Serena’s significant injuries and career disruptions created a relatively wide gulf between her first burst of success at Wimbledon (two titles and three straight finals from 2002-2004) and her second great period from 2008 through 2012, in which she made four finals and won three championships. She defeated Elena Dementieva in the 2009 semifinals, one of the greatest matches in Wimbledon history. She prevented Vera Zvonareva from winning her first major title in 2010. She denied Agnieszka Radwanska in the Polish star’s only major final in 2012. Adding to the enormity of her 2012 grass-court season, Serena — one month after Wimbledon — returned to the All England Club to capture Olympic gold by thrashing Maria Sharapova at the London Olympics. By the time Serena celebrated her 31st birthday in September of 2012, she had claimed 15 major titles. Given the health-created stoppages in her career — something Navratilova and Graf never had to deal with (not to that extent, at any rate) — Serena’s 15 majors deserved to be seen in a favorable light. Fighting through difficulties of all kinds had already marked Serena as a champion on the highest level of iconic significance. This would have been more than enough for virtually any person and any career.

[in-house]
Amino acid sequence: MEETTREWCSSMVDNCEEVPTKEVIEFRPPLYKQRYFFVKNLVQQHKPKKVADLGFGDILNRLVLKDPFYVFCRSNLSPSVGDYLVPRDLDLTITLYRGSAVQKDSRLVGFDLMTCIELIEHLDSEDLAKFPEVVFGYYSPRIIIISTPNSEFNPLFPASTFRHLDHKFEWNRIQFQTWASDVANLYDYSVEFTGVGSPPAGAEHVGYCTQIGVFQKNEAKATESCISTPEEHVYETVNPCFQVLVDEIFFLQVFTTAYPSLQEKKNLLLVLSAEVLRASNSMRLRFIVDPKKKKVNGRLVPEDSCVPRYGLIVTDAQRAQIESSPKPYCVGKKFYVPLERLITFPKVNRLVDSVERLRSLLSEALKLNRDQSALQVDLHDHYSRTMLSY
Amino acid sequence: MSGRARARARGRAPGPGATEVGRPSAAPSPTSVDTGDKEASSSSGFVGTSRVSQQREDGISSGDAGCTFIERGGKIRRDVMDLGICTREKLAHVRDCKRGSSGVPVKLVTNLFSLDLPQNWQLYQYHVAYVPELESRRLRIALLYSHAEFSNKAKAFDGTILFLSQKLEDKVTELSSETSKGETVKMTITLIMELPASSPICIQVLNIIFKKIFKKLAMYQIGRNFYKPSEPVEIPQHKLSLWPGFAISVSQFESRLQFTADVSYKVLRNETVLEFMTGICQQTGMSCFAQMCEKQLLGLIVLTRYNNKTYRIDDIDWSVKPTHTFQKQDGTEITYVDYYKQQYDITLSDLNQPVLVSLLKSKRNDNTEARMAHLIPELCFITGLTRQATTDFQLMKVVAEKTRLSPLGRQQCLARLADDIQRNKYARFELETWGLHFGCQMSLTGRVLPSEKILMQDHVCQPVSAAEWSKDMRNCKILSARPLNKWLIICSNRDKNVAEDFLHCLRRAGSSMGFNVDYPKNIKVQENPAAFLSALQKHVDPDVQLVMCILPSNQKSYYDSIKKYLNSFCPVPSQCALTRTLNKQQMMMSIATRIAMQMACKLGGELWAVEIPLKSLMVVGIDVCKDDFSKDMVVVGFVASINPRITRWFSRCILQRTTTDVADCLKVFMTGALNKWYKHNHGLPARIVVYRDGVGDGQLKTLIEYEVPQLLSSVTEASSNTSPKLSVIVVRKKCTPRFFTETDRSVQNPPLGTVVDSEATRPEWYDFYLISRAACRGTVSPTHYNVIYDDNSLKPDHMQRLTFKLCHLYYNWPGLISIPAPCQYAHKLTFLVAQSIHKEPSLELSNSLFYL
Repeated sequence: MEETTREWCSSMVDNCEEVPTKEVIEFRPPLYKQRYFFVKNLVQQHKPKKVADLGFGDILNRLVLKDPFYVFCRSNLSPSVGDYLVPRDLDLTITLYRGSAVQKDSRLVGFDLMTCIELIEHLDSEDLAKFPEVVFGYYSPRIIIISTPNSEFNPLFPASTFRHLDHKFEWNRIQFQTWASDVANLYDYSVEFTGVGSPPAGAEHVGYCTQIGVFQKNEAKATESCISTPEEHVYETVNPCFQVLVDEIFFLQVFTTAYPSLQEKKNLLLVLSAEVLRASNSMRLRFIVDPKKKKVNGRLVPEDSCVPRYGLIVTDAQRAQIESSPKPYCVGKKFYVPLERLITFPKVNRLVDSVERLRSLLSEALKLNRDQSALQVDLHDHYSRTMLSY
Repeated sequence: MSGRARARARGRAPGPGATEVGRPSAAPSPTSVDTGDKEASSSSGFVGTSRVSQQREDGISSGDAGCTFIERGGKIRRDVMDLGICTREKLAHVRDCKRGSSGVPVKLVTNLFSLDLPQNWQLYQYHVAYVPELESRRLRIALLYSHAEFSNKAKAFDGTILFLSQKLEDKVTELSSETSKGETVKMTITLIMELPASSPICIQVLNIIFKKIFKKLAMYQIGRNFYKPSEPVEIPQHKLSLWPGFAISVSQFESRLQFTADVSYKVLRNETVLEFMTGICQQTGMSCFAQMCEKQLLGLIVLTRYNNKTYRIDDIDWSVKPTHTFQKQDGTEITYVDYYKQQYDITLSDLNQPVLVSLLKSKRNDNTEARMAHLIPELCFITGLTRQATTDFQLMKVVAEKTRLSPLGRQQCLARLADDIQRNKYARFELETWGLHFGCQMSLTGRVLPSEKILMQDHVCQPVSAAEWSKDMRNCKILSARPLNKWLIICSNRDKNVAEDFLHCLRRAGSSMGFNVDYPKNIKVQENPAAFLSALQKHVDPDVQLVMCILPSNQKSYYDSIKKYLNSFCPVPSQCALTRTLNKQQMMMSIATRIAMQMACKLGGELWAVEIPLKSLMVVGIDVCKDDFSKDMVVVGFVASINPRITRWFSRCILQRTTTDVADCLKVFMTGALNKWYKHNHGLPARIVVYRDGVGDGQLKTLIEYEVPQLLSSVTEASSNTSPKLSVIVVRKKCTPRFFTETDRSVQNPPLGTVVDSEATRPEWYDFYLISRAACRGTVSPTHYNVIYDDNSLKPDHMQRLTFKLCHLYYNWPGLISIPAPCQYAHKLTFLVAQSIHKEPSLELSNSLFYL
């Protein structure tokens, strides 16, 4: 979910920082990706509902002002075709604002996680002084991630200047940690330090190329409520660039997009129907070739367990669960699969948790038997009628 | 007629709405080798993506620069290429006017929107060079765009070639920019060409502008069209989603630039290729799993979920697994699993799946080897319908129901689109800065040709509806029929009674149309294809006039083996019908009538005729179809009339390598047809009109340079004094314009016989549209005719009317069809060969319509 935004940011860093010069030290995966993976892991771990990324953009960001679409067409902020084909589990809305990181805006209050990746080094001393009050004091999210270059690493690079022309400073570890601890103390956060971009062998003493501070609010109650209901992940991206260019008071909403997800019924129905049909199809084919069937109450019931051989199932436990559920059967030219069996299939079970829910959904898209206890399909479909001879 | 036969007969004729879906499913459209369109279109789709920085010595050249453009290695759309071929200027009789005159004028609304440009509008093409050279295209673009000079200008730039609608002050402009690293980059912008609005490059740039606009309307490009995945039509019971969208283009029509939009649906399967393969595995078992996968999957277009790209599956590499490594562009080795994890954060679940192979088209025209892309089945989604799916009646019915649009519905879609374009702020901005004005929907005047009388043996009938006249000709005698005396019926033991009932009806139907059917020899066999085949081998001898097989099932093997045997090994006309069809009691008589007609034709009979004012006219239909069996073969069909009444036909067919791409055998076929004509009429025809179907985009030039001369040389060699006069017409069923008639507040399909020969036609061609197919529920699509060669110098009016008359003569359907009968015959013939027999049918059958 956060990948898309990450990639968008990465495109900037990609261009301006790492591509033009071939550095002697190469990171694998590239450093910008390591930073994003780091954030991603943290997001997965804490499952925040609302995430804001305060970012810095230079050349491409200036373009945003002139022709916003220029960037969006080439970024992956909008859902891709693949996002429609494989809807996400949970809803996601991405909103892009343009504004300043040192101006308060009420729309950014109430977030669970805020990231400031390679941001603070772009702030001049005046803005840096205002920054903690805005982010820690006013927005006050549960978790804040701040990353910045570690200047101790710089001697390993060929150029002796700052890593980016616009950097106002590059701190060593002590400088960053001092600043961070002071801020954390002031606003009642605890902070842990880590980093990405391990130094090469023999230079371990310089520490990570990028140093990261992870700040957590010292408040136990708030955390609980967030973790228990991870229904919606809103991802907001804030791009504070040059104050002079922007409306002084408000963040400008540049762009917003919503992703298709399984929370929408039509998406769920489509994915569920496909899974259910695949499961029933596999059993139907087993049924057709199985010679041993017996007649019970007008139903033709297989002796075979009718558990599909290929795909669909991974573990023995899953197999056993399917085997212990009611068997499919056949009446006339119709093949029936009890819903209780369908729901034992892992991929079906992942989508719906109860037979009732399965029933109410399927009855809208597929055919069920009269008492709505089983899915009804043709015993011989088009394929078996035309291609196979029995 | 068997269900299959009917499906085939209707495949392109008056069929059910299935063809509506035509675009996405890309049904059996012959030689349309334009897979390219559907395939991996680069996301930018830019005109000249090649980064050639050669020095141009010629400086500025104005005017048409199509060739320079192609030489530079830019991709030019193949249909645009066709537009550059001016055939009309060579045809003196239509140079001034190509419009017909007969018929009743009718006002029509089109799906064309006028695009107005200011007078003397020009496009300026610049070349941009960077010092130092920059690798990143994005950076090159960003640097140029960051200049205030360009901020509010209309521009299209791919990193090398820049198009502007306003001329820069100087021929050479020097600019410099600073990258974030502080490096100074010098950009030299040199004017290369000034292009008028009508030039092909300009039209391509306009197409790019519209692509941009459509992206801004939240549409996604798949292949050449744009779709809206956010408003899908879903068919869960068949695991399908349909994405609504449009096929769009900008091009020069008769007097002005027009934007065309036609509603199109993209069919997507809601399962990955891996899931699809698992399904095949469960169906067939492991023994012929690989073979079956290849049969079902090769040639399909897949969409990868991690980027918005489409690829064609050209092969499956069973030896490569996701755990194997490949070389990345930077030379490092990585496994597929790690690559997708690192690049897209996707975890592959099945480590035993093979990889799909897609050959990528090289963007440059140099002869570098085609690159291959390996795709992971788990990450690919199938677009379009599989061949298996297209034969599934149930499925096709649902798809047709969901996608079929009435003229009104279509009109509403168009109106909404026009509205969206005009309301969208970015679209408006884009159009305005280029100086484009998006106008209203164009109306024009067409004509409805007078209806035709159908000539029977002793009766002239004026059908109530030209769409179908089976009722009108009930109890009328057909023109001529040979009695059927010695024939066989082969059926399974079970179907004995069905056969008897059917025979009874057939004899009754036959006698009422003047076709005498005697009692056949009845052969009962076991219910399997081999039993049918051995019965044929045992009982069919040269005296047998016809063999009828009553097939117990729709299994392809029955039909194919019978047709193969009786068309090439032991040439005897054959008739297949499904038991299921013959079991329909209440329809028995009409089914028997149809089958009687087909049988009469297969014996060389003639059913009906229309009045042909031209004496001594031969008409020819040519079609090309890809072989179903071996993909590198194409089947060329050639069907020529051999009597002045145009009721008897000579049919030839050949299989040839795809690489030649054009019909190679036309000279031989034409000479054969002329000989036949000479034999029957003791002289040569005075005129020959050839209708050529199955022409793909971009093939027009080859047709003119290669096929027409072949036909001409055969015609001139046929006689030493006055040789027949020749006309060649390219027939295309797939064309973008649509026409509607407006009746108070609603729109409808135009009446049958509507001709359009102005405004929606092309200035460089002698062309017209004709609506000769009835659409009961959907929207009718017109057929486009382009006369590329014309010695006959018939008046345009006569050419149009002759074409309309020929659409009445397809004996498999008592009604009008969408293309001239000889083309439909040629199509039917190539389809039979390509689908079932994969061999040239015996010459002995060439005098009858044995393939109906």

Serena, as we know, is not “any person.” She is something else entirely.